Sandra Kantanen

Sandra Kantanen (born 1974, Helsinki, Finland) trained both at the Helsinki School of Photography and the Central Academy of Art in Beijing. Sandra Kantanen writes, ‘I have been trying to understand Photography by dissecting light, what is in front of the camera? Where is the picture being recorded? Is it a picture of reality? What is real? I started combining photography with painting to see what photography is not. Landscape ended up being my backdrop to address these questions. I went to China to study Chinese landscape painting. I climbed up and down their Holy Mountains for many years to find a picture that was inside my head. The Chinese landscape tradition contained a unique way of looking at nature that was in stark contrast with the state of real nature in China today. Eighteen years later I am still photographing landscapes but have learnt to see pictures closer. The Forest smoke works series is photographed just five minutes from my home. The way I work now is more intuitive, and at the same time more complex. I follow the weather, light, time of day, time of year. I see details in the dense forest more clearly. I have very recently discovered snow for my pictures. To me the snow works like a kind of paint of nature. Wherever I go on this narrow peninsula I stumble upon remnants from the war - it was left scattered with landmines. I have staged these forests with smoke bombs. The psychedelic colour of the smoke detaches the landscape from reality, forcing the viewer to look closer. I wonder if trees can carry a memory’.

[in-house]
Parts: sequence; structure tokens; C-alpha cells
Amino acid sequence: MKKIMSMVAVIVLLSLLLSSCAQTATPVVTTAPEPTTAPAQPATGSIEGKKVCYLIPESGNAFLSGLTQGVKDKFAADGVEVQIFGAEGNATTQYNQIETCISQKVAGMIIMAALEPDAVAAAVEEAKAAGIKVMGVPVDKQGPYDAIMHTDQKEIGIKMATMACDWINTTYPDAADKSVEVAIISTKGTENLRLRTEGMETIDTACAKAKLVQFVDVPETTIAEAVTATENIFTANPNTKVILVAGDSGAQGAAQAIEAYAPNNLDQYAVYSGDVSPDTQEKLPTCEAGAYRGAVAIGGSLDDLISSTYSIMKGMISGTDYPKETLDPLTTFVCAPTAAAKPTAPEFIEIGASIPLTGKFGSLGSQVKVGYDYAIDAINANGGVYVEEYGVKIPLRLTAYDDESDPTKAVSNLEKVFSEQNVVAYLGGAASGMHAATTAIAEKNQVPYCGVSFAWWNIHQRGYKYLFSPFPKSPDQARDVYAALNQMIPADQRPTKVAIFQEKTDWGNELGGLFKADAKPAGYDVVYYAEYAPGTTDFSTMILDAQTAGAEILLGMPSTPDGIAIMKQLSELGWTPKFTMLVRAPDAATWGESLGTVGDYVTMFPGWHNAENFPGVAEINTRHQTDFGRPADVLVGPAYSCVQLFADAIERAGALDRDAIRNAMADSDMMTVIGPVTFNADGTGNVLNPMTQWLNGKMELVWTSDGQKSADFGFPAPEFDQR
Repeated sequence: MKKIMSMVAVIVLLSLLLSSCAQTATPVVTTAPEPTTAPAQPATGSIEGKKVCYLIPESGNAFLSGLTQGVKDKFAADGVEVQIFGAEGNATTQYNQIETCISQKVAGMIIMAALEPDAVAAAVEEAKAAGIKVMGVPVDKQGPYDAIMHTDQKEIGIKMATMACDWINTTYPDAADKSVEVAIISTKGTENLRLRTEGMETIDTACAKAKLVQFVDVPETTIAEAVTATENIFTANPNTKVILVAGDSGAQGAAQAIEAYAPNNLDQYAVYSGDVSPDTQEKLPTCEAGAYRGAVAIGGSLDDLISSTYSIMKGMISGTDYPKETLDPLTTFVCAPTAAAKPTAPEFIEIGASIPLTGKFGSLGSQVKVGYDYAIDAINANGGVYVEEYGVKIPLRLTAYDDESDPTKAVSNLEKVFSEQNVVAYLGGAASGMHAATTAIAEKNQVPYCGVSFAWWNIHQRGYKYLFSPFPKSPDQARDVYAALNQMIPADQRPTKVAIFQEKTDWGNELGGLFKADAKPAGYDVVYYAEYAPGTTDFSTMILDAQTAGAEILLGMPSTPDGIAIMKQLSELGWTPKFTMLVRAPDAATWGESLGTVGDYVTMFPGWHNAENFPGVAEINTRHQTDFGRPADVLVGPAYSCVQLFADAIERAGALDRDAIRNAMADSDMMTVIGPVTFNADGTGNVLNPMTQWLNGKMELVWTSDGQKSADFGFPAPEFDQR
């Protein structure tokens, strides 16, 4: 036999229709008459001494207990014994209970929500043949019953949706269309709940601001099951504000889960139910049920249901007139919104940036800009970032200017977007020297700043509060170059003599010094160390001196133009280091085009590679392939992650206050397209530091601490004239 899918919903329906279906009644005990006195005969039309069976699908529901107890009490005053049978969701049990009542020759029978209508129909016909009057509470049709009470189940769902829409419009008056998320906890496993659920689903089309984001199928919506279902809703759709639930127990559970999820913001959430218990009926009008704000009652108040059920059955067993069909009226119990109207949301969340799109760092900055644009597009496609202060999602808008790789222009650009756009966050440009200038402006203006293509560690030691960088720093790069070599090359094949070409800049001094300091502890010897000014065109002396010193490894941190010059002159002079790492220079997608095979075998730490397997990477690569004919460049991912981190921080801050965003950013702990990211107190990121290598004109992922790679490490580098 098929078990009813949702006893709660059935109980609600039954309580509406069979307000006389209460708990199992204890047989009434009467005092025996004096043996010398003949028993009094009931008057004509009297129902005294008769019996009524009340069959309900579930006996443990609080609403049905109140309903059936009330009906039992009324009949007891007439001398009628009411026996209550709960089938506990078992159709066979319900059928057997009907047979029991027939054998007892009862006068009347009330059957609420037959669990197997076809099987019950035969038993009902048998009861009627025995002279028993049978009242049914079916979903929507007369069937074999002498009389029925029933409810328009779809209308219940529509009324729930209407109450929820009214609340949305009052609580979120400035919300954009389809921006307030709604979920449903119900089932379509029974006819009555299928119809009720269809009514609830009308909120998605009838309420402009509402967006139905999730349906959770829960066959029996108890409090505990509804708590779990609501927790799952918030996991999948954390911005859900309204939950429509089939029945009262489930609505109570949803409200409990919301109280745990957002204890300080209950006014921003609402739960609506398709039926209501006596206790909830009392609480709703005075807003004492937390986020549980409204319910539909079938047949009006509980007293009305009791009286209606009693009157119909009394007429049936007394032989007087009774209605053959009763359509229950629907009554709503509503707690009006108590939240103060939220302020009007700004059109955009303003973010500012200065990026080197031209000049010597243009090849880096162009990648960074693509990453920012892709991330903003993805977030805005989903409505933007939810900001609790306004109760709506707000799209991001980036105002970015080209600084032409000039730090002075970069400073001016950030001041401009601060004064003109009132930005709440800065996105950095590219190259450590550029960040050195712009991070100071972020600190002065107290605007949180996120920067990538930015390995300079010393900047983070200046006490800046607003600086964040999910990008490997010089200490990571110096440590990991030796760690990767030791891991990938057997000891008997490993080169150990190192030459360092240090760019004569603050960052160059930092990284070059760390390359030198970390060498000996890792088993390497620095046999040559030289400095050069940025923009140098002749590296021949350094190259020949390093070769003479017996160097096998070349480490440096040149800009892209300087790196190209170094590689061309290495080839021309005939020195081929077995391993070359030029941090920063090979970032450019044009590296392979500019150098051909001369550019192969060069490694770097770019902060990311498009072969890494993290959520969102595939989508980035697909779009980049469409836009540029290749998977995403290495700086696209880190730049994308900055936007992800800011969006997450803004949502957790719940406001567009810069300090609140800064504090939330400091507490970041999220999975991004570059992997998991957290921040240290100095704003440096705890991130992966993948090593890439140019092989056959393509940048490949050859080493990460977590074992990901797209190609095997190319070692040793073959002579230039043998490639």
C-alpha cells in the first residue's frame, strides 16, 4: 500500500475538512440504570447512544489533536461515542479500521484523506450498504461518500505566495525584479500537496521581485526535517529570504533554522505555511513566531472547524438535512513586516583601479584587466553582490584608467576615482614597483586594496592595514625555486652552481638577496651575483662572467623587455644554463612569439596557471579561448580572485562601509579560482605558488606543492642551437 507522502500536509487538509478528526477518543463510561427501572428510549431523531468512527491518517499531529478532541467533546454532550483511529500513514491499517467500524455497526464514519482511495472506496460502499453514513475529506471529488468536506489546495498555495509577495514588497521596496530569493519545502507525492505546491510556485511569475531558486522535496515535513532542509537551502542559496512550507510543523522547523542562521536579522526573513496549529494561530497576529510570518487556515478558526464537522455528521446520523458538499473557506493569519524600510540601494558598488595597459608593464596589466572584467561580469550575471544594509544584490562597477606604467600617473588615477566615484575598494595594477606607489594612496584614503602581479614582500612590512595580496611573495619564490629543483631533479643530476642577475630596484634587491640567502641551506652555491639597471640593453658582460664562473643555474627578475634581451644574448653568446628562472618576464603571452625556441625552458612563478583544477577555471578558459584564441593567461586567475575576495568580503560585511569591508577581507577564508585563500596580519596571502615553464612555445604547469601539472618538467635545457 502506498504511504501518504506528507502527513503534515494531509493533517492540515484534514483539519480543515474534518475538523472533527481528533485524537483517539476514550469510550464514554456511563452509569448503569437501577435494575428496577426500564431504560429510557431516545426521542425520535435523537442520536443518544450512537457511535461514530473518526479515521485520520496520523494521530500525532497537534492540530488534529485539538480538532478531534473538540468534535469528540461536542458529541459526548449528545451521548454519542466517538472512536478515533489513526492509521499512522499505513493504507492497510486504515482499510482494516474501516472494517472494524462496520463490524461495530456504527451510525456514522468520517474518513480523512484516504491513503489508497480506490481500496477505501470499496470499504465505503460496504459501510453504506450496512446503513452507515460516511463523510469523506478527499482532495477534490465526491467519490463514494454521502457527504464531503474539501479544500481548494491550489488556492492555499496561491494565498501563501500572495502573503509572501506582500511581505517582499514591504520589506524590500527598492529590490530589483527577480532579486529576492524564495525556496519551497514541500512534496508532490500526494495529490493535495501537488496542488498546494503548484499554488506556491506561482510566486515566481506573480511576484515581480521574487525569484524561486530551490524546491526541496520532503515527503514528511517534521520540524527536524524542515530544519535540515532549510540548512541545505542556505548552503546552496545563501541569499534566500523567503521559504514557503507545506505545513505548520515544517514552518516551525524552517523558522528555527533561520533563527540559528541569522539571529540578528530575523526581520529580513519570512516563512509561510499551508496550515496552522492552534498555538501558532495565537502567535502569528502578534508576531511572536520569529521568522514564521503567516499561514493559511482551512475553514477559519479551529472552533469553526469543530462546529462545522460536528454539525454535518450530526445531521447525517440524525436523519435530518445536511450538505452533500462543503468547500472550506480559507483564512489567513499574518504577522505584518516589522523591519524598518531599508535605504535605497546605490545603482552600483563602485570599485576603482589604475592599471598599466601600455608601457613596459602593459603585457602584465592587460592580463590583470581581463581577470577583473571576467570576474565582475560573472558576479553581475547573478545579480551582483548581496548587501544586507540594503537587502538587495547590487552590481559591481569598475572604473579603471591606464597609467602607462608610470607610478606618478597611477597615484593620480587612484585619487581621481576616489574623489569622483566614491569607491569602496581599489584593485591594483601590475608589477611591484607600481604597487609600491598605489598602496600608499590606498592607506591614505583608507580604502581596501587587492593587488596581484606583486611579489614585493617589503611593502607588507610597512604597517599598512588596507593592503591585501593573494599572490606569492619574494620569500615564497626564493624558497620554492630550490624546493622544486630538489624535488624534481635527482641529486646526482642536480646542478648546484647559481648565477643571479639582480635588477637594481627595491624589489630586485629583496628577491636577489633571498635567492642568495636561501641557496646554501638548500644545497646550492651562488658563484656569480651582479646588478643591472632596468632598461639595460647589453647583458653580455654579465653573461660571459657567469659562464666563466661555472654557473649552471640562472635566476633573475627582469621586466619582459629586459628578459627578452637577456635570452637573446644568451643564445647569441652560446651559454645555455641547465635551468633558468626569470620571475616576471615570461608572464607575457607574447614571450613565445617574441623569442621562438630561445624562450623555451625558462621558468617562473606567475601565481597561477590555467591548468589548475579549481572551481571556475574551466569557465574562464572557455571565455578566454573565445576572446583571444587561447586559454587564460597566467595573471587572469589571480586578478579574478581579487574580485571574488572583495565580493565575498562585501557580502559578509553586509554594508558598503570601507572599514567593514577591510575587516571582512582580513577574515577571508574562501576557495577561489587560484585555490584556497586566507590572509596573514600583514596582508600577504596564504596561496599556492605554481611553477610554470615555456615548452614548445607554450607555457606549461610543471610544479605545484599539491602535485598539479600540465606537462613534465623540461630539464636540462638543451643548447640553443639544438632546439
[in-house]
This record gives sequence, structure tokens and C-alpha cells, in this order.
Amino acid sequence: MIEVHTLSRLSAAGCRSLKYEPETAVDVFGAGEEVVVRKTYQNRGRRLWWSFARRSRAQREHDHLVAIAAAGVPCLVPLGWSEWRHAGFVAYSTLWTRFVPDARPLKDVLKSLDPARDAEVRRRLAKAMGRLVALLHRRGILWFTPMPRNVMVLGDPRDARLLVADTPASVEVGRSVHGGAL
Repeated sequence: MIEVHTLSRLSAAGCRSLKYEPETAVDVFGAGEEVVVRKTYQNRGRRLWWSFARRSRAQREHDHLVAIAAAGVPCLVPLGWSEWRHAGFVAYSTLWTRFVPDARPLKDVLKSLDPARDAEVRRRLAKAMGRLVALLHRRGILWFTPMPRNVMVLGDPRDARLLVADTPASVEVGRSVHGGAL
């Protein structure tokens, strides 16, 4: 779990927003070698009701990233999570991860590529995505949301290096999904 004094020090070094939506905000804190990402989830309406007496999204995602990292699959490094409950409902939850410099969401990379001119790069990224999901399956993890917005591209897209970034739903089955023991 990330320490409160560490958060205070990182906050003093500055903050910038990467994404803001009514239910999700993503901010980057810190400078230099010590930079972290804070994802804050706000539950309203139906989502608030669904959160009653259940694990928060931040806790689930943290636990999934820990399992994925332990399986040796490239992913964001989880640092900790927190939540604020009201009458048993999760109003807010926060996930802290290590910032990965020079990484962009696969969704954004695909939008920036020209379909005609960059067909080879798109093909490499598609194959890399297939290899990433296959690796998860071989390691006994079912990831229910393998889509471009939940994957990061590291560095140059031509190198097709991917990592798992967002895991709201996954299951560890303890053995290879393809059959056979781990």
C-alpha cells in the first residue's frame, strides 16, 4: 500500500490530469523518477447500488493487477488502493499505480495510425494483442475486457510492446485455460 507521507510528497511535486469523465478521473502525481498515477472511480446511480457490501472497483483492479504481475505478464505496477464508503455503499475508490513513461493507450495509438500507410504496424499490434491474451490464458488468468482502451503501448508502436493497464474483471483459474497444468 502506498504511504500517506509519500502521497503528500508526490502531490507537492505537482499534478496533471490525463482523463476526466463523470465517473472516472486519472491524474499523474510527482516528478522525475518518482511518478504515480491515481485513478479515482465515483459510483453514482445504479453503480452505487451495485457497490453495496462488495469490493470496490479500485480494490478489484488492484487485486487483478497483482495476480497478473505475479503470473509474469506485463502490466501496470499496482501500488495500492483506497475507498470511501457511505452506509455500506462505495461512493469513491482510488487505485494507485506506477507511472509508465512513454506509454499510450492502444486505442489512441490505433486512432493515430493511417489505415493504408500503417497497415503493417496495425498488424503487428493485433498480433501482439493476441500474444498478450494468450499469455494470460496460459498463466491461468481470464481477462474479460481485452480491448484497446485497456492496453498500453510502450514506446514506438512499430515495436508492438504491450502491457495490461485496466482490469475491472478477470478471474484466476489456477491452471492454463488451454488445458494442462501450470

Her photographs literally look as if she is painting with light. One senses in her work old values of a slower way of life, her interest in Tibetan Buddhism – yet the hints at chaos with the occasional wash of colour, the blurring, the distortion, the mix of techniques that would have been heresy to traditionalists, seem to accept that there are flaws not only in man-made thinking patterns, but in nature itself, and even in her ‘idealised’ vision of it.

A former pupil of the celebrated Helsinki School of Photography, two major monographs on her work have been published by Hatje Cantz in June 2011 and May 2019.
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